Migration was and is a constant issue when it comes to Brexit. But the UK's decision to leave the EU also touched on other economic dimensions: Even before the referendum, an IWH study had already suggested that the pound would react strongly to the UK's departure. With the increasing likelihood of Brexit, more than 50% of researchers asked by Thomas Krause predicted a significant devaluation of the pound against other currencies, including the euro. Stock market price volatility therefore reached record levels ahead of the referendum. "This turbulence reflected the uncertainty that was and is associated with the Brexit decision", states Gropp. The President takes a calm view the fate of London's financial centre, however: "London's financial centre will retain its dominant position within Europe despite Brexit. This is based on both the experience gained from the introduction of the euro and is also due to London's considerable location factors: the size of the city, the regulatory environment and its human assets." Should the United Kingdom withdraw from the EU in a „hard Brexit“ in March 2019, exports to Great Britain are likely to decline. Export-oriented EU countries such as France and Germany, as well as important suppliers like China would suffer job losses. In Germany, the car industry would be most affected.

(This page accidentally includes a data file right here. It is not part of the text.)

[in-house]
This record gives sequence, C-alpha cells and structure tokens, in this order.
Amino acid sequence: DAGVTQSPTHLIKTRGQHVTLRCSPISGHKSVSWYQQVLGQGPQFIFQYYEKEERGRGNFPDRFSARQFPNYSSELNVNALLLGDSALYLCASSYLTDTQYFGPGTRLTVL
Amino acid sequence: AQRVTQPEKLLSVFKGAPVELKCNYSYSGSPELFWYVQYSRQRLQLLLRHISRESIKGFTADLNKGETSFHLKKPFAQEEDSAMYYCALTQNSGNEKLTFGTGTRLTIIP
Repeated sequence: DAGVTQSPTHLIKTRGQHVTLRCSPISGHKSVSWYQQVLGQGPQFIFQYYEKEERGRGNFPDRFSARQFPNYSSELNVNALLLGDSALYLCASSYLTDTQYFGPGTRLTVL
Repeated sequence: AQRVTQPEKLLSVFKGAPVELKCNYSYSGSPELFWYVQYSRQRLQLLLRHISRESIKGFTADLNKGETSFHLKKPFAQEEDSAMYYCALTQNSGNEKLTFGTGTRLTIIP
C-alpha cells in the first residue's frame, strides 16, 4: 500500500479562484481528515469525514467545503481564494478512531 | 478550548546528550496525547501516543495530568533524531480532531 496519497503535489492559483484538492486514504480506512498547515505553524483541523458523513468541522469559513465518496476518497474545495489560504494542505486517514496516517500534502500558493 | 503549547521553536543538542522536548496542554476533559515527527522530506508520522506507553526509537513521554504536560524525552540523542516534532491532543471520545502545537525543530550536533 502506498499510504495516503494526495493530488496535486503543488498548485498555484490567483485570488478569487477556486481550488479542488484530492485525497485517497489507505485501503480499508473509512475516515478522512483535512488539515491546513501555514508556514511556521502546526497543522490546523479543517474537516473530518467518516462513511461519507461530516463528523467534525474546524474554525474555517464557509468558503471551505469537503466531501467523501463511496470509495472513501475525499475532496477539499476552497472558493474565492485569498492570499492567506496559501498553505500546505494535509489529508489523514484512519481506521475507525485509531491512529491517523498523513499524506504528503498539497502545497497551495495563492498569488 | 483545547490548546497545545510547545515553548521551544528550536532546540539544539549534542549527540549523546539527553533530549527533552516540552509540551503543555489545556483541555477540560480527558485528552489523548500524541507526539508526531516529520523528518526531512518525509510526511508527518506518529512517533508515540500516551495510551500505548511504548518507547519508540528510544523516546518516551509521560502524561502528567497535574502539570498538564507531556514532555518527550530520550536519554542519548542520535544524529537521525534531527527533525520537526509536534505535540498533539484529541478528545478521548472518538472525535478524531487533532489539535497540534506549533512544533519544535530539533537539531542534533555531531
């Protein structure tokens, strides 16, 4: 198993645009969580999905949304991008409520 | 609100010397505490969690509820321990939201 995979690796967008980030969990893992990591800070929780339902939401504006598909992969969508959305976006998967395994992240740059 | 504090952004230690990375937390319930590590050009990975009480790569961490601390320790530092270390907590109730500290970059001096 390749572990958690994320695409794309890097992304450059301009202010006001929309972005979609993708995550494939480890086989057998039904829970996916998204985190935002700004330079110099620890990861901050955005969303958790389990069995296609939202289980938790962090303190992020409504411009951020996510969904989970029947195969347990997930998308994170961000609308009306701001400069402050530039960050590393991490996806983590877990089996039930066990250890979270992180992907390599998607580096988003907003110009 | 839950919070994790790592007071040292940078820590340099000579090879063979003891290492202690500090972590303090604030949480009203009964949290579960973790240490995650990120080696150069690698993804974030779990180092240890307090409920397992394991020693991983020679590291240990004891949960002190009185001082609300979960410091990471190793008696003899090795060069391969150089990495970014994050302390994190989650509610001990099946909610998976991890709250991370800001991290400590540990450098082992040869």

On a third front, the EU is fighting for the confidence of its citizens. But while on the one hand, the popularity levels of eurosceptic parties rose or national conservative parties even governed some Member States in the past, the EU also appears to be reinventing itself: Neither Brexit nor the election of Donald Trump in the US have fractured the EU. On the contrary. Despite meeting with domestic resistance, French president Emmanuel Macron is a committed European. The EU also now aims to close ranks when it comes to defense.

Crises are always an opportunity for change. It is no secret that the EU has potential for improvement in many respects. Perhaps this new momentum will finally trigger other important change processes: improvements to the democratic legitimacy of the EU institutions, less regulation of the labour and product markets, a reduction in bureaucracy both in the EU and its member states, the implementation of the capital markets union and a new weighting for EU spending. This is the only way for the EU to remain sustainable – prepared for future financial crises and strengthened by new cohesion.

Publications on "The New Europe"

EFN Report Spring 2017: Economic Outlook for the Euro Area in 2017 and 2018

European Forecasting Network

in: EFN Reports, No. 2, 2017

Abstract